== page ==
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This month, the architect, designer, and educator Carlo Ratti came to campus to give a lecture to Professor Dietrich Neumann’s Contemporary Architecture class. Based at MIT where he leads the school’s Senseable City Lab, Ratti spearheads a theory of design that embraces the complexities and ambiguities of contemporary, 21st-century life. Eschewing the “starchitect” model of the rogue male artist with an implacable vision à la Ayn Rand’s Howard Roark in The Fountainhead, Ratti made clear in his presentation that collaboration across disciplines and organizations is the design of the future. People sharing knowledge, data, points of view: this is the definition of success in today’s mercurial atmosphere of rapid innovation. But what does this have to do with stories? Carlo Ratti is a lavishly educated, highly trained, and extraordinarily gifted designer; with no large amount of ego and ambition, he could easily set off on his own practice to reshape the world in his own image. The standard narrative in modern western society for a talented young man like Ratti dictates that he should exercise his abilities and generate the greatest possible effect. He is not just able to change the world, he is responsible for doing so.

Popular stories are often teleological, that is, they’re oriented towards some driving purpose, some meaningful end. A nuanced psychological and emotional response to everyday circumstance, the very essence of living, becomes inaccessible when we orient ourselves towards some imagined end. Overly romanticizing our lives, our purpose, damages our own wellbeing as much as it can harm the wellbeing of others. When we succeed, we run the risk of taking that success as a visible sign of our preordained “election” to a higher purpose. We can become convinced that we’re destined to do great things and reshape the world order, in whichever ways that can be imagined. Yet when we feel that we’ve failed to live up to those lofty expectations, we can become empty and depressed; “I’m not the person I thought I was destined to be.”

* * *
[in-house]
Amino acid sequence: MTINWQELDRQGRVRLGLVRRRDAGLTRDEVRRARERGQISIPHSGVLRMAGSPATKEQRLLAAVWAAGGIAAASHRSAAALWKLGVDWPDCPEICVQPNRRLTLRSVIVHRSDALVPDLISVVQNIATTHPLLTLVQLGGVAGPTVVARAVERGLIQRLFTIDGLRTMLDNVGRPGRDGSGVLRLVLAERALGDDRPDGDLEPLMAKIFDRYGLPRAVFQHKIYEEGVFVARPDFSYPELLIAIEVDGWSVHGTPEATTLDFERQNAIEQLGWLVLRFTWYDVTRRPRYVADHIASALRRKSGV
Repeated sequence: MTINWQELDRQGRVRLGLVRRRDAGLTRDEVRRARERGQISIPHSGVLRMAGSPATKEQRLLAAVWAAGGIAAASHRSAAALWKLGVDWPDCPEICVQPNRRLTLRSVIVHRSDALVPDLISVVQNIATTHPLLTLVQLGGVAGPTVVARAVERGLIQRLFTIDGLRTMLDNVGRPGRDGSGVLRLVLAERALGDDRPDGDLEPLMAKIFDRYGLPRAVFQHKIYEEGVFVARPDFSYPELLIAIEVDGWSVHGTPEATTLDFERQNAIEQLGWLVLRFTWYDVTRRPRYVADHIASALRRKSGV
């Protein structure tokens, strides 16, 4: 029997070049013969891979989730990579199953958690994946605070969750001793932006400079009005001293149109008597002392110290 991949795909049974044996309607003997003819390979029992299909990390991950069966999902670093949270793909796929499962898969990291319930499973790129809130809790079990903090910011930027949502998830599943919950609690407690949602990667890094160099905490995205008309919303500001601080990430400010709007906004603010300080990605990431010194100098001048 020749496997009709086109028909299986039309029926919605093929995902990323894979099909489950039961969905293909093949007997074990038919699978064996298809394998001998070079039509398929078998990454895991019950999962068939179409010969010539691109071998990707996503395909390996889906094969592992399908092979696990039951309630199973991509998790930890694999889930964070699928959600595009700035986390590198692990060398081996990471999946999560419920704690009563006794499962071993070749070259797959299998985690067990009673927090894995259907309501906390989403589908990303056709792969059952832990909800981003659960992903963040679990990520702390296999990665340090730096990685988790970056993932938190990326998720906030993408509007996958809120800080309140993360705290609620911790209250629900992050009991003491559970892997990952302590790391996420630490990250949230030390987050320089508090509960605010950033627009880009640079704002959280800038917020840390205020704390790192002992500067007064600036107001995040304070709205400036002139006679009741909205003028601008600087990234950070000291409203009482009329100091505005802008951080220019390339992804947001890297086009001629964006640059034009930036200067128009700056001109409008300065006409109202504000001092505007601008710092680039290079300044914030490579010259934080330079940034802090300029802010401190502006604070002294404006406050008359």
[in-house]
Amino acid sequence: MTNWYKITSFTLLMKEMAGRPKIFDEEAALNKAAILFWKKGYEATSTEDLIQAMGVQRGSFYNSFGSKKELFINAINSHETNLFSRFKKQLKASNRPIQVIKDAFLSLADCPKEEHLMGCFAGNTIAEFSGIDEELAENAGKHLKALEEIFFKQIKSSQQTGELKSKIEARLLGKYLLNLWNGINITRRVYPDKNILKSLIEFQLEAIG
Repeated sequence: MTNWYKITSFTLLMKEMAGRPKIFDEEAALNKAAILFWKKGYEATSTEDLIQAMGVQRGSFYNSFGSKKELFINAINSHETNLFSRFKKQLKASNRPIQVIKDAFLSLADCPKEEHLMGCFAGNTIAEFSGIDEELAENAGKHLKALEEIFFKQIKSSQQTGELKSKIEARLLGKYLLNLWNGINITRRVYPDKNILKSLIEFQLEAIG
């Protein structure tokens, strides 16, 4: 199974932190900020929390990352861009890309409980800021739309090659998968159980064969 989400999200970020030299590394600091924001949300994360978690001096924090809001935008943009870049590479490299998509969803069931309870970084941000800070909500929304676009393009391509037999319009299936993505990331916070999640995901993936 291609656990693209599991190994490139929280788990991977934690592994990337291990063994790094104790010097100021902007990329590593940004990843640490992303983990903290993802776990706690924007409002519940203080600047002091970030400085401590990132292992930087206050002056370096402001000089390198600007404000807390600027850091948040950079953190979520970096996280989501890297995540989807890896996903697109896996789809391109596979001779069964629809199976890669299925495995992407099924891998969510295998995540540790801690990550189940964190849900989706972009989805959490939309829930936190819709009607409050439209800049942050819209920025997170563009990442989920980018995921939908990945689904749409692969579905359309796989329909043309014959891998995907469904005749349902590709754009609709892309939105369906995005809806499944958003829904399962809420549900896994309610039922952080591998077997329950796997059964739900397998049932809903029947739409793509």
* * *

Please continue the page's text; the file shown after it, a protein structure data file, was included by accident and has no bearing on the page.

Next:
Stories train us to simplify the chaos of reality into an easily digestible, continuous arc of events. For the sake of clarity, many stories focus on a main character or protagonist around which the plot revolves. Put another way, storytelling invites the convenient categorization of people, places, and events into discrete patterns; reality rejects this. Everyone believes at one time or another that they are “the main character,” but the contradiction is obvious. Our tendency to narrativize our lives is a coping mechanism, a complex byproduct of our capacity for pattern recognition and imagination. Faced with the inexplicable, we create explanations; staring into the dark, shapeless void, we imagine order and form.

Life is a collaborative enterprise, or as John Donne wrote, no man is an island. Life is also a mystery, a game where the rules come from on high but the variables are always changing. We narrativize, romanticize, historicize as a way to keep on going, a way to make sense of the things that happen in the past, present, and future. But when did we agree that everything has to make sense? Wouldn’t it be lovely to free ourselves from the burden of a continuous, teleological timeline and just exist for the moment that presents itself? Sometimes I do things that I’m proud of, things that I could imagine some historian years in the future singling out and including in the biography of my grand life—should I warrant such a thing. I’ve also done things I’m not proud of, made mistakes I can’t take back or explain away, wronged people for no good reason. What do we do with these geniuses? We remember that they, too, were people with successes, failures, shortcomings, and limitations. There’s no divine providence dictating the course of the universe and all the creatures within it. I am what I am from one moment to the next before I inevitably die and my atoms scatter across the cosmos like the salt trucks scatter on the roads before a snowstorm. That’s it.

Do your best to treat others with dignity and respect; be good to people. Explore the world. Try new things. Fall in love. Experience loss. Do what makes you happy, but also, maybe do what makes you unhappy some of the time. Live your life as only you can while you can; there’s so much good out there for the taking. Just don’t pretend your life’s a story.